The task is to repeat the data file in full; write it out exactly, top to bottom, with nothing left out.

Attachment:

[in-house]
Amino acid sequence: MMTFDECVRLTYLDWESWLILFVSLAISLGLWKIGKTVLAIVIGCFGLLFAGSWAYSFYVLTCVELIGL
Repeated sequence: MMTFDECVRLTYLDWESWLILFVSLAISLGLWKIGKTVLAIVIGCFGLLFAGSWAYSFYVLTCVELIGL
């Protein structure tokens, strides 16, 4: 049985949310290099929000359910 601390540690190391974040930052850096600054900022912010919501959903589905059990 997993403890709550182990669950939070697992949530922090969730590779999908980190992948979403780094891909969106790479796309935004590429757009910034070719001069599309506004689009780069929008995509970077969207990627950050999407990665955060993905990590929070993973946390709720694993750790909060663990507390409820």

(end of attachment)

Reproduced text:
[in-house]
Amino acid sequence: MMTFDECVRLTYLDWESWLILFVSLAISLGLWKIGKTVLAIVIGCFGLLFAGSWAYSFYVLTCVELIGL
Repeated sequence: MMTFDECVRLTYLDWESWLILFVSLAISLGLWKIGKTVLAIVIGCFGLLFAGSWAYSFYVLTCVELIGL
């Protein structure tokens, strides 16, 4: 049985949310290099929000359910 601390540690190391974040930052850096600054900022912010919501959903589905059990 997993403890709550182990669950939070697992949530922090969730590779999908980190992948979403780094891909969106790479796309935004590429757009910034070719001069599309506004689009780069929008995509970077969207990627950050999407990665955060993905990590929070993973946390709720694993750790909060663990507390409820």